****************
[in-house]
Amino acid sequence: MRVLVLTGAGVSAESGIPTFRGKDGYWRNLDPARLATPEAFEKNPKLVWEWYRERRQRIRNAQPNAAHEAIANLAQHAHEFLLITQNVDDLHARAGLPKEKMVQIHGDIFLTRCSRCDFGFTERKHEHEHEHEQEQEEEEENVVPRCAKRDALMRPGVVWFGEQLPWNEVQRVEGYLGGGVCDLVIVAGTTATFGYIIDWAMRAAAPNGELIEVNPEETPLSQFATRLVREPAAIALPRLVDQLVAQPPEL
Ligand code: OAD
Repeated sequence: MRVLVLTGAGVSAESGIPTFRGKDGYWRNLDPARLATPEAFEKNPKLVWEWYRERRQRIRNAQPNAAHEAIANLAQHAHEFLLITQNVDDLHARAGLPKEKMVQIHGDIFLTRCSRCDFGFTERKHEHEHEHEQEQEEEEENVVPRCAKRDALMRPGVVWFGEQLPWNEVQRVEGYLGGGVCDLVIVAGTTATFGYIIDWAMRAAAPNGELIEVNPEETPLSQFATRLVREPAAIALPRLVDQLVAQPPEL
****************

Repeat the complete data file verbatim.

[in-house]
Amino acid sequence: MRVLVLTGAGVSAESGIPTFRGKDGYWRNLDPARLATPEAFEKNPKLVWEWYRERRQRIRNAQPNAAHEAIANLAQHAHEFLLITQNVDDLHARAGLPKEKMVQIHGDIFLTRCSRCDFGFTERKHEHEHEHEQEQEEEEENVVPRCAKRDALMRPGVVWFGEQLPWNEVQRVEGYLGGGVCDLVIVAGTTATFGYIIDWAMRAAAPNGELIEVNPEETPLSQFATRLVREPAAIALPRLVDQLVAQPPEL
Ligand code: OAD
Repeated sequence: MRVLVLTGAGVSAESGIPTFRGKDGYWRNLDPARLATPEAFEKNPKLVWEWYRERRQRIRNAQPNAAHEAIANLAQHAHEFLLITQNVDDLHARAGLPKEKMVQIHGDIFLTRCSRCDFGFTERKHEHEHEHEQEQEEEEENVVPRCAKRDALMRPGVVWFGEQLPWNEVQRVEGYLGGGVCDLVIVAGTTATFGYIIDWAMRAAAPNGELIEVNPEETPLSQFATRLVREPAAIALPRLVDQLVAQPPEL